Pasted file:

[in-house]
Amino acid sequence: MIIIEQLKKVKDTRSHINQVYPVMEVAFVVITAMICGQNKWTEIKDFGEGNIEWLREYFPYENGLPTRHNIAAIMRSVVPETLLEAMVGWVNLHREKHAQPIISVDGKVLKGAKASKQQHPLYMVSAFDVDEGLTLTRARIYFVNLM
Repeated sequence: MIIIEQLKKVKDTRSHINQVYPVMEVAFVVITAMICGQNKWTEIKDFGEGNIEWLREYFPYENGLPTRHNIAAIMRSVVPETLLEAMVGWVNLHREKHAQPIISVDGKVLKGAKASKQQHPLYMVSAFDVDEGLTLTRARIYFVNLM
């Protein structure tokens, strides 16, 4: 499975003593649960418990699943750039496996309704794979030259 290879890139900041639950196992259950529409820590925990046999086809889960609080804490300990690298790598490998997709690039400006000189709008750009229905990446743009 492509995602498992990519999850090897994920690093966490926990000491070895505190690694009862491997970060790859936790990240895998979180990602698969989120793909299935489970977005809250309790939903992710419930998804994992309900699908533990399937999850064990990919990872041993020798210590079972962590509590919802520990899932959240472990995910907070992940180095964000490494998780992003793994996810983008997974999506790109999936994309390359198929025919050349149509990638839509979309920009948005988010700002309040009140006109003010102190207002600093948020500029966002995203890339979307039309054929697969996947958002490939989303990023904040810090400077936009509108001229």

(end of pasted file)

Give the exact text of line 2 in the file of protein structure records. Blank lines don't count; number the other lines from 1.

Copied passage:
Amino acid sequence: MIIIEQLKKVKDTRSHINQVYPVMEVAFVVITAMICGQNKWTEIKDFGEGNIEWLREYFPYENGLPTRHNIAAIMRSVVPETLLEAMVGWVNLHREKHAQPIISVDGKVLKGAKASKQQHPLYMVSAFDVDEGLTLTRARIYFVNLM